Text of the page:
by Mitch Kokai
Senior Political Analyst, John Locke Foundation
Ten years ago, … the world was supposed to end. A grain of truth — there’s usually at least a grain of truth — about the Mayan calendar (that one of its long-running cycles ended in December 2012), interpreted by New Age quackery, then morphed and transmitted by the internet, led a not-inconsiderable number of people around this time ten years ago (as much as 10 percent of the global population, according to one poll) to be open to the possibility that the world would end on December 21, 2012.
But the day has come and gone, and the world remains stubbornly intact. Before the day, the fact that the completion of a “cycle” of the Mayan calendar did not necessarily denote an apocalypse, even on that civilization’s own terms, should have given it away. On the day itself, that Australia did not suddenly vanish into a hole in the ground or something should have been the first hint that this was yet another failed prophecy of the end times. And when the night went by without the drunken antics of those who turned 21 on 12/21/12 having somehow brought about the Earth’s destruction, then we knew for sure. But the myths proliferated all the same. Technology, it seems, has not eliminated superstition; in some instances, it has merely served as a more efficient means to transmit it.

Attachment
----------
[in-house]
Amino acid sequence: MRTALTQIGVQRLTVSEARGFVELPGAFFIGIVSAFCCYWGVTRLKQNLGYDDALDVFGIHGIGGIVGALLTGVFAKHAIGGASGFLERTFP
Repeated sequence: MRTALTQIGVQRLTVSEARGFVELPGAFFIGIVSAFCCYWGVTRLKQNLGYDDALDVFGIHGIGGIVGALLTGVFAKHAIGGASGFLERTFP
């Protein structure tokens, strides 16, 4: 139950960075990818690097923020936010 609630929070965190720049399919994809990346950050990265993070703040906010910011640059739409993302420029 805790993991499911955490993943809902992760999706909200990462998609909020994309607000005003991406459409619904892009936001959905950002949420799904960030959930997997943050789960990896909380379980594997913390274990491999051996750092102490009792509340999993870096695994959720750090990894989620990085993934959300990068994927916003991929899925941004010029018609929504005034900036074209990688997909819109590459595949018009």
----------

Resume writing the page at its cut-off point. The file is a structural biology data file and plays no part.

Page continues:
Doomsday predictions will always be with us, in one form or another. For many years, as I drove along a regular route in rural northwestern Ohio, I would pass a billboard predicting the end of the world in May 2011. Each time I passed the billboard, it would have decayed a little further, and its failed prediction would become a little more amusing. It has long since faded completely.